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Sarasota Thursday, Apr. 8, 2021 1 week ago

Officials endorse removal of downtown SCAT station

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The city is encouraging the county to sell the bus station site to facilitate the redevelopment of the property.
by: David Conway Deputy Managing Editor

As the County Commission debates the future of the Sarasota County Area Transit bus transfer station on Lemon Avenue, the City Commission is unanimous in its agreement that it would like to see the facility removed from the property.

On Monday, the City Commission agreed to send a letter to Sarasota County encouraging officials to move the SCAT transfer station from the 0.41-acre property at 150 Lemon Ave. The item was placed on the board’s agenda by Commissioner Erik Arroyo, who noted the county has been deliberating changes to the operations of SCAT, which could include the long-discussed relocation or elimination of the downtown transfer station.

Monday’s meeting agenda included documents related to the city’s 2002 sale of the transfer station site to SCAT, which featured a provision giving the city the right to reacquire the property at a “fair market value” price. The county is obliged to notify the city if it intends to sell the property, giving the city a 120-day window to decide whether to purchase the land. The city sold the land to the county for $491,212.

Arroyo said freeing up the property on which the transfer station sits could allow the city to move on several items officials have discussed in recent years. Arroyo noted the city has talked about extending the brick-paved Lemon Avenue mall north of First Street toward the Rosemary District, and he said eliminating the bus station could help facilitate that effort. He also cited the city’s ongoing need for additional office space and said acquiring a site adjacent to City Hall could be used to address that issue.

The county has signaled its willingness to work with the city on the possibility of selling the transfer station. On Feb. 24, the County Commission unanimously directed County Administrator Jonathan Lewis to research the potential effects of relocating the transfer station and options for the future of the site. SCAT director Jane Grogg produced a report on that topic for the commission April 2.

County Commissioner Christian Ziegler, who first raised the item at the Feb. 24 meeting, said he wanted to look into the topic after having one-on-one conversations with several city commissioners. Ziegler said the transfer station posed serious logistical challenges that warranted consideration of moving the facility.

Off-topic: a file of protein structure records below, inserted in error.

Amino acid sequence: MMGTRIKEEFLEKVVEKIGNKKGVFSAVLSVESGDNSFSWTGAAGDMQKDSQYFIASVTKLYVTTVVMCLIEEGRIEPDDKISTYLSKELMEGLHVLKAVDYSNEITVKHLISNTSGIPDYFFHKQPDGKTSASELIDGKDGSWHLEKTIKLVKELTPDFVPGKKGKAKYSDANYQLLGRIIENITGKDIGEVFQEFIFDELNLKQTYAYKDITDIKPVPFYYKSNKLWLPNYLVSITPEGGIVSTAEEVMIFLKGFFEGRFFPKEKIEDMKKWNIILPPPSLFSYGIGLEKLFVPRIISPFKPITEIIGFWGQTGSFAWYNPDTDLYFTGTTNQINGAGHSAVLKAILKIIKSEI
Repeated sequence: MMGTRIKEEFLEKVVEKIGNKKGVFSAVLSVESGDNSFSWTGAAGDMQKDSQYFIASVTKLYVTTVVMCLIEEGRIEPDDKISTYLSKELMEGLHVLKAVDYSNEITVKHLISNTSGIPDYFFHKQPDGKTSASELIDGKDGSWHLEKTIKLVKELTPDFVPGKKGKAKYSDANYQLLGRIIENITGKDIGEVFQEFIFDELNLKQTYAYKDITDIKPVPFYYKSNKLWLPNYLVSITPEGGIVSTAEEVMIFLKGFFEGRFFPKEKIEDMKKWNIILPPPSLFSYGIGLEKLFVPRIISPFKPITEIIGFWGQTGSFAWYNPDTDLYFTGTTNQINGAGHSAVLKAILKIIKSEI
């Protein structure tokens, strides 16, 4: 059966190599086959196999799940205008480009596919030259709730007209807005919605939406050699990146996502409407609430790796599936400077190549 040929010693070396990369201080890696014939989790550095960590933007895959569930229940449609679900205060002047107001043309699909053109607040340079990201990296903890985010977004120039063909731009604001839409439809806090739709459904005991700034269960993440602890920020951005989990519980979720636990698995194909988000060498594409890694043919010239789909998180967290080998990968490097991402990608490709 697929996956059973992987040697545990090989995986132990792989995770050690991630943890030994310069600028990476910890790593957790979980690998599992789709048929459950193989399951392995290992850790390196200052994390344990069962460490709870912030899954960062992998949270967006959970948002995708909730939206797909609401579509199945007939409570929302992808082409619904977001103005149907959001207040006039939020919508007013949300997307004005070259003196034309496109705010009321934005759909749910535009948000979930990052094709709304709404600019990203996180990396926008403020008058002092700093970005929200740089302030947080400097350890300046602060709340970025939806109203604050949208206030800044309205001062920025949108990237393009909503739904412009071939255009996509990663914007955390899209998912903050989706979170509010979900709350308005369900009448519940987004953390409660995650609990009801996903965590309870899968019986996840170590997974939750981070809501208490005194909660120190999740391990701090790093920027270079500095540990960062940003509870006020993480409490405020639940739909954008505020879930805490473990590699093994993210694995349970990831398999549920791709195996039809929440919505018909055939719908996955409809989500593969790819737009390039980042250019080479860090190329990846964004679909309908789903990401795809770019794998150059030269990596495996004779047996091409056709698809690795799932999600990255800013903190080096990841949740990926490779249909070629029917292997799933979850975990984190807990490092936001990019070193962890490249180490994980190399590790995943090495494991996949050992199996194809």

“I see the buses coming in, and it’s pretty unsafe, and it’s also very awkward and difficult to navigate,” Ziegler said.

Mayor Hagen Brody expressed a similar sentiment at Monday’s City Commission meeting.

During the Feb. 24 discussion, County Commissioner Al Maio said he had also heard lobbying to relocate the transfer station from members of the business and design community. In March, the city’s Downtown Improvement District discussed the possibility of combining the bus station property with adjoining city-owned sites to create a mixed-use complex with public parking at the corner of Lemon Avenue and First Street.

“It’s hard to argue it wouldn’t be a better experience up toward City Hall if the bus station weren’t there,” said Chris Gallagher, the vice president at Hoyt Architects.

Maio said selling the transfer station property could require the county to return some funds it received for construction due to Federal Transit Administration standards. Grogg affirmed that point in her report, stating that because more than $2.8 million of the project was funded via Florida Department of Transportation grants, the county could owe the state agency money if it disposes of the project before the end of its expected useful life of 40 years.

Grogg stated that a 2013 discussion of relocating the transfer station to Ringling Boulevard triggered resident opposition and the need to reconfigure routes to accommodate the new site. A 2016 analysis stated the current station was adequate  at the time but recommended expanding or relocating the facility if the county added more routes or increased service frequency. At the time, the County Commission determined it was not worth the costs to relocate the transfer station.

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